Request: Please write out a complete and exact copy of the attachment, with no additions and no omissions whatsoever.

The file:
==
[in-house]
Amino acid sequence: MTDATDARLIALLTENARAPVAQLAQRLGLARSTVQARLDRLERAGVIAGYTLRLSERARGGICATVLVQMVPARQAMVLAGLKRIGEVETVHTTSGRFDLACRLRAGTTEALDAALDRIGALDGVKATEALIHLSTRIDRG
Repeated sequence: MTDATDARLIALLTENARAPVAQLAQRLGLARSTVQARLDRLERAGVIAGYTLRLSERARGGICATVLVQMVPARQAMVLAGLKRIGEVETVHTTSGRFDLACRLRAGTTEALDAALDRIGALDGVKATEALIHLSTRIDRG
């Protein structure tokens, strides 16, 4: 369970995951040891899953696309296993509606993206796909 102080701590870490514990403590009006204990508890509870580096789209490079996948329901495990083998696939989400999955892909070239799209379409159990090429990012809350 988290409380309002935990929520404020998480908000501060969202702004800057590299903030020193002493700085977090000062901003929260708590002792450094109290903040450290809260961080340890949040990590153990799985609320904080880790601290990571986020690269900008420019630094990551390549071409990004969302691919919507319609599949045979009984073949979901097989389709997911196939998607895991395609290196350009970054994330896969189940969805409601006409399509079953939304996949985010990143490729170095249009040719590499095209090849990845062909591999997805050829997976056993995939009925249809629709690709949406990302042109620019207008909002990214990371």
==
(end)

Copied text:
[in-house]
Amino acid sequence: MTDATDARLIALLTENARAPVAQLAQRLGLARSTVQARLDRLERAGVIAGYTLRLSERARGGICATVLVQMVPARQAMVLAGLKRIGEVETVHTTSGRFDLACRLRAGTTEALDAALDRIGALDGVKATEALIHLSTRIDRG
Repeated sequence: MTDATDARLIALLTENARAPVAQLAQRLGLARSTVQARLDRLERAGVIAGYTLRLSERARGGICATVLVQMVPARQAMVLAGLKRIGEVETVHTTSGRFDLACRLRAGTTEALDAALDRIGALDGVKATEALIHLSTRIDRG
């Protein structure tokens, strides 16, 4: 369970995951040891899953696309296993509606993206796909 102080701590870490514990403590009006204990508890509870580096789209490079996948329901495990083998696939989400999955892909070239799209379409159990090429990012809350 988290409380309002935990929520404020998480908000501060969202702004800057590299903030020193002493700085977090000062901003929260708590002792450094109290903040450290809260961080340890949040990590153990799985609320904080880790601290990571986020690269900008420019630094990551390549071409990004969302691919919507319609599949045979009984073949979901097989389709997911196939998607895991395609290196350009970054994330896969189940969805409601006409399509079953939304996949985010990143490729170095249009040719590499095209090849990845062909591999997805050829997976056993995939009925249809629709690709949406990302042109620019207008909002990214990371």